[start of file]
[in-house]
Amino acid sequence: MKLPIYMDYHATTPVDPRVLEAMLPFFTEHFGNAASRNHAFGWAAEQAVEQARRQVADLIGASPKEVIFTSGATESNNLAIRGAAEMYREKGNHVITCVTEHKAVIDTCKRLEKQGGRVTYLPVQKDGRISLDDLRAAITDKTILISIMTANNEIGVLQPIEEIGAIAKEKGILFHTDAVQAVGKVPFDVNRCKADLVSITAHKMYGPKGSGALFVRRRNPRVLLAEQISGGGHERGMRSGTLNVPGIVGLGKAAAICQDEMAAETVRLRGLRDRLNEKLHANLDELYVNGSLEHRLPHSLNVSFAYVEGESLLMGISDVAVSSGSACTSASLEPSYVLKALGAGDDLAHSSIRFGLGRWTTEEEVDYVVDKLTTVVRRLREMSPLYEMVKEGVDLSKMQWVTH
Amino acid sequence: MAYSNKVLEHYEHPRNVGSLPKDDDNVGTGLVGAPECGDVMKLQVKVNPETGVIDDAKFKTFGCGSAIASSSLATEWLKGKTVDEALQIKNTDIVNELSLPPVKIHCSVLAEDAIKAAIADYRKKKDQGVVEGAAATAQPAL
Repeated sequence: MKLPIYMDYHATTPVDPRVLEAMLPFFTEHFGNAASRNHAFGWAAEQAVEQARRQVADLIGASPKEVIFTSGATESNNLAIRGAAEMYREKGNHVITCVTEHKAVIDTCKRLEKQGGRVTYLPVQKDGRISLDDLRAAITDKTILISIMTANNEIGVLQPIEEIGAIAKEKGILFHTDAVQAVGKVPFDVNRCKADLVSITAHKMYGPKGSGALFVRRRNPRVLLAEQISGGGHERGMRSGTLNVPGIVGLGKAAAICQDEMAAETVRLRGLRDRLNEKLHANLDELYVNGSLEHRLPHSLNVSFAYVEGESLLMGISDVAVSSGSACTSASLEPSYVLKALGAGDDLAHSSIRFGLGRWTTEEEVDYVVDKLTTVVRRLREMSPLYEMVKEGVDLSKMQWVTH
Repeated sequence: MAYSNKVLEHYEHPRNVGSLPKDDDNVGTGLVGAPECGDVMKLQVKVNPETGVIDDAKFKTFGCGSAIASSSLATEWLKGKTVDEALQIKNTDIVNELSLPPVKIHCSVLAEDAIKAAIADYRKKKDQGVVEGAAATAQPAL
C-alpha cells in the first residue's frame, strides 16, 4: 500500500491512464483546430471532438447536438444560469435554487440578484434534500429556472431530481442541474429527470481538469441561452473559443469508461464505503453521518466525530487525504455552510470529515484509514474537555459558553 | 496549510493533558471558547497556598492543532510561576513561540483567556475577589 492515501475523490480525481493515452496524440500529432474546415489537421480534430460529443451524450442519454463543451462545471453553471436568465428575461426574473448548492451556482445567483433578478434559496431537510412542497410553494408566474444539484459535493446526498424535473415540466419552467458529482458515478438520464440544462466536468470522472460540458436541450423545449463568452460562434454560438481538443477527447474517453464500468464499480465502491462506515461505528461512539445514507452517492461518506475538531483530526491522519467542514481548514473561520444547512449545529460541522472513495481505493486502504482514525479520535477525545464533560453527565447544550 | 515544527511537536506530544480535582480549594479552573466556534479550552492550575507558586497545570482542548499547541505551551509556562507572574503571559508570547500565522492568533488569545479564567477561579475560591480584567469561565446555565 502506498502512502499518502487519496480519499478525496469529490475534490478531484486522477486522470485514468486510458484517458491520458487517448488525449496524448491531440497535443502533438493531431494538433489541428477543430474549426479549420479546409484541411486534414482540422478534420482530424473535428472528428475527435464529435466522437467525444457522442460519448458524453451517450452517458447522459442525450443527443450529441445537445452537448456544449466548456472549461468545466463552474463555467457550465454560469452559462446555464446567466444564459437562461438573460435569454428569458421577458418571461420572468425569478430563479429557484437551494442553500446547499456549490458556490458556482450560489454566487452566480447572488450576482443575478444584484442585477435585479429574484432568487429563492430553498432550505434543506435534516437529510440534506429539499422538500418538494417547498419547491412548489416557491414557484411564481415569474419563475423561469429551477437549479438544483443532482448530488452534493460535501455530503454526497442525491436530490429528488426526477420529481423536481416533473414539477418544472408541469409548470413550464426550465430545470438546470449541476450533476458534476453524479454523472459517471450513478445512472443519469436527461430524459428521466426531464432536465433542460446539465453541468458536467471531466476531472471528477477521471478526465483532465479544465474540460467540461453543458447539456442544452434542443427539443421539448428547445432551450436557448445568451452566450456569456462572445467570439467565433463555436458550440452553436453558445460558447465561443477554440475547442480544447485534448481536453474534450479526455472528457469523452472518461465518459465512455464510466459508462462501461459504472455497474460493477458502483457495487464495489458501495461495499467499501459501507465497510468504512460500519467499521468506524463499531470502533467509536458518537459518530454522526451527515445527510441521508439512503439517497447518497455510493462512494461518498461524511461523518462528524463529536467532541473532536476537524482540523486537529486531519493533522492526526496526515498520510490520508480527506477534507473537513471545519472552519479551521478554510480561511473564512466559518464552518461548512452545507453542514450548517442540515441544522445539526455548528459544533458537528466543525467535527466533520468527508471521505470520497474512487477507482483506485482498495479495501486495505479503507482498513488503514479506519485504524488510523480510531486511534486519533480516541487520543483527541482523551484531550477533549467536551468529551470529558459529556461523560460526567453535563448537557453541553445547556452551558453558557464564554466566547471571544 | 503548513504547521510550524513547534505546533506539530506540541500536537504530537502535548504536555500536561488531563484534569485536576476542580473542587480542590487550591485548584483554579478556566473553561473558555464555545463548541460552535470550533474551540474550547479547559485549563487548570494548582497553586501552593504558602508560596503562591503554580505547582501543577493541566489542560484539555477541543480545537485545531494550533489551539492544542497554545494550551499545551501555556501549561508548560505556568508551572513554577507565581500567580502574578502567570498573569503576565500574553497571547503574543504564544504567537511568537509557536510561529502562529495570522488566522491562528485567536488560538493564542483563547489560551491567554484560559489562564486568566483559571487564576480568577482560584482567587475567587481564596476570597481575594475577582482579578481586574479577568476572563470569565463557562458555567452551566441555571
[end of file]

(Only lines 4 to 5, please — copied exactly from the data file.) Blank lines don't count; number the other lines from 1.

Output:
Repeated sequence: MKLPIYMDYHATTPVDPRVLEAMLPFFTEHFGNAASRNHAFGWAAEQAVEQARRQVADLIGASPKEVIFTSGATESNNLAIRGAAEMYREKGNHVITCVTEHKAVIDTCKRLEKQGGRVTYLPVQKDGRISLDDLRAAITDKTILISIMTANNEIGVLQPIEEIGAIAKEKGILFHTDAVQAVGKVPFDVNRCKADLVSITAHKMYGPKGSGALFVRRRNPRVLLAEQISGGGHERGMRSGTLNVPGIVGLGKAAAICQDEMAAETVRLRGLRDRLNEKLHANLDELYVNGSLEHRLPHSLNVSFAYVEGESLLMGISDVAVSSGSACTSASLEPSYVLKALGAGDDLAHSSIRFGLGRWTTEEEVDYVVDKLTTVVRRLREMSPLYEMVKEGVDLSKMQWVTH
Repeated sequence: MAYSNKVLEHYEHPRNVGSLPKDDDNVGTGLVGAPECGDVMKLQVKVNPETGVIDDAKFKTFGCGSAIASSSLATEWLKGKTVDEALQIKNTDIVNELSLPPVKIHCSVLAEDAIKAAIADYRKKKDQGVVEGAAATAQPAL